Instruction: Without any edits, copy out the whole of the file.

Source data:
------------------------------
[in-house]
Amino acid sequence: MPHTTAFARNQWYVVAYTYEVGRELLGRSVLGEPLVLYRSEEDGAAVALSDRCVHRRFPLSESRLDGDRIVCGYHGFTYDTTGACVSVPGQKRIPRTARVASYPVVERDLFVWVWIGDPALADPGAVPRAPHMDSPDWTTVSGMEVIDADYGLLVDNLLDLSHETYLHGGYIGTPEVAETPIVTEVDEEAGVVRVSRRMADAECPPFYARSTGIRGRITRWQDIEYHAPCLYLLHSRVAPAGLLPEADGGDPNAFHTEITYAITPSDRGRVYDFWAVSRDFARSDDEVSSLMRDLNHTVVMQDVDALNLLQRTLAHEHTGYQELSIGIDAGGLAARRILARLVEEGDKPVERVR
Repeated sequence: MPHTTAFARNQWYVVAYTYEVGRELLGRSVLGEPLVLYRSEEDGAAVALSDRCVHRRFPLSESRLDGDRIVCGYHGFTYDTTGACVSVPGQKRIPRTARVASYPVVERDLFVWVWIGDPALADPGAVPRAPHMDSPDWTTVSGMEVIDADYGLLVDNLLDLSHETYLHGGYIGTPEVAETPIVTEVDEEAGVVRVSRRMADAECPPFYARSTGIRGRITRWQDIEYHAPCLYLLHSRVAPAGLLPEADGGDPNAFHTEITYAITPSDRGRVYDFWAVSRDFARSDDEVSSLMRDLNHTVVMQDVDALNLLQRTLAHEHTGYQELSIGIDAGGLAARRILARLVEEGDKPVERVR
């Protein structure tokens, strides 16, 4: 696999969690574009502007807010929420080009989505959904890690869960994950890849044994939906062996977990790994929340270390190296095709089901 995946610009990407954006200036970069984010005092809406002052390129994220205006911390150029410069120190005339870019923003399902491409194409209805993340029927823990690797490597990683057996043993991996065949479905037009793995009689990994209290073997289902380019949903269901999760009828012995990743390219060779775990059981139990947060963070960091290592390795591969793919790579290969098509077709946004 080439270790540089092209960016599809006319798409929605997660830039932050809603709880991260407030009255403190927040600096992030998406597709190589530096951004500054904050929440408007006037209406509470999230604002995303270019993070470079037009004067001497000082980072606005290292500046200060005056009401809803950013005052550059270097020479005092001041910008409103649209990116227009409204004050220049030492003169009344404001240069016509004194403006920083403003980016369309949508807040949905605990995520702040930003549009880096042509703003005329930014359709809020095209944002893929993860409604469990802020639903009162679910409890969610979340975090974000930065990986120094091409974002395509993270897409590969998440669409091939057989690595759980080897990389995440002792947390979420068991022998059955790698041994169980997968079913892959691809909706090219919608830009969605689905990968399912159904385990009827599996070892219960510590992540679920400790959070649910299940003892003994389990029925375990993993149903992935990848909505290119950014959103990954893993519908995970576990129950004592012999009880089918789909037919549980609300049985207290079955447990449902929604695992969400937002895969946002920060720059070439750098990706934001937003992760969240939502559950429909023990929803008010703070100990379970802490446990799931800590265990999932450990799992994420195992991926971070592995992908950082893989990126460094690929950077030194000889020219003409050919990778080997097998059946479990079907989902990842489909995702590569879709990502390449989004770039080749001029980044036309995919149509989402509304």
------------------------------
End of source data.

[in-house]
Amino acid sequence: MPHTTAFARNQWYVVAYTYEVGRELLGRSVLGEPLVLYRSEEDGAAVALSDRCVHRRFPLSESRLDGDRIVCGYHGFTYDTTGACVSVPGQKRIPRTARVASYPVVERDLFVWVWIGDPALADPGAVPRAPHMDSPDWTTVSGMEVIDADYGLLVDNLLDLSHETYLHGGYIGTPEVAETPIVTEVDEEAGVVRVSRRMADAECPPFYARSTGIRGRITRWQDIEYHAPCLYLLHSRVAPAGLLPEADGGDPNAFHTEITYAITPSDRGRVYDFWAVSRDFARSDDEVSSLMRDLNHTVVMQDVDALNLLQRTLAHEHTGYQELSIGIDAGGLAARRILARLVEEGDKPVERVR
Repeated sequence: MPHTTAFARNQWYVVAYTYEVGRELLGRSVLGEPLVLYRSEEDGAAVALSDRCVHRRFPLSESRLDGDRIVCGYHGFTYDTTGACVSVPGQKRIPRTARVASYPVVERDLFVWVWIGDPALADPGAVPRAPHMDSPDWTTVSGMEVIDADYGLLVDNLLDLSHETYLHGGYIGTPEVAETPIVTEVDEEAGVVRVSRRMADAECPPFYARSTGIRGRITRWQDIEYHAPCLYLLHSRVAPAGLLPEADGGDPNAFHTEITYAITPSDRGRVYDFWAVSRDFARSDDEVSSLMRDLNHTVVMQDVDALNLLQRTLAHEHTGYQELSIGIDAGGLAARRILARLVEEGDKPVERVR
């Protein structure tokens, strides 16, 4: 696999969690574009502007807010929420080009989505959904890690869960994950890849044994939906062996977990790994929340270390190296095709089901 995946610009990407954006200036970069984010005092809406002052390129994220205006911390150029410069120190005339870019923003399902491409194409209805993340029927823990690797490597990683057996043993991996065949479905037009793995009689990994209290073997289902380019949903269901999760009828012995990743390219060779775990059981139990947060963070960091290592390795591969793919790579290969098509077709946004 080439270790540089092209960016599809006319798409929605997660830039932050809603709880991260407030009255403190927040600096992030998406597709190589530096951004500054904050929440408007006037209406509470999230604002995303270019993070470079037009004067001497000082980072606005290292500046200060005056009401809803950013005052550059270097020479005092001041910008409103649209990116227009409204004050220049030492003169009344404001240069016509004194403006920083403003980016369309949508807040949905605990995520702040930003549009880096042509703003005329930014359709809020095209944002893929993860409604469990802020639903009162679910409890969610979340975090974000930065990986120094091409974002395509993270897409590969998440669409091939057989690595759980080897990389995440002792947390979420068991022998059955790698041994169980997968079913892959691809909706090219919608830009969605689905990968399912159904385990009827599996070892219960510590992540679920400790959070649910299940003892003994389990029925375990993993149903992935990848909505290119950014959103990954893993519908995970576990129950004592012999009880089918789909037919549980609300049985207290079955447990449902929604695992969400937002895969946002920060720059070439750098990706934001937003992760969240939502559950429909023990929803008010703070100990379970802490446990799931800590265990999932450990799992994420195992991926971070592995992908950082893989990126460094690929950077030194000889020219003409050919990778080997097998059946479990079907989902990842489909995702590569879709990502390449989004770039080749001029980044036309995919149509989402509304």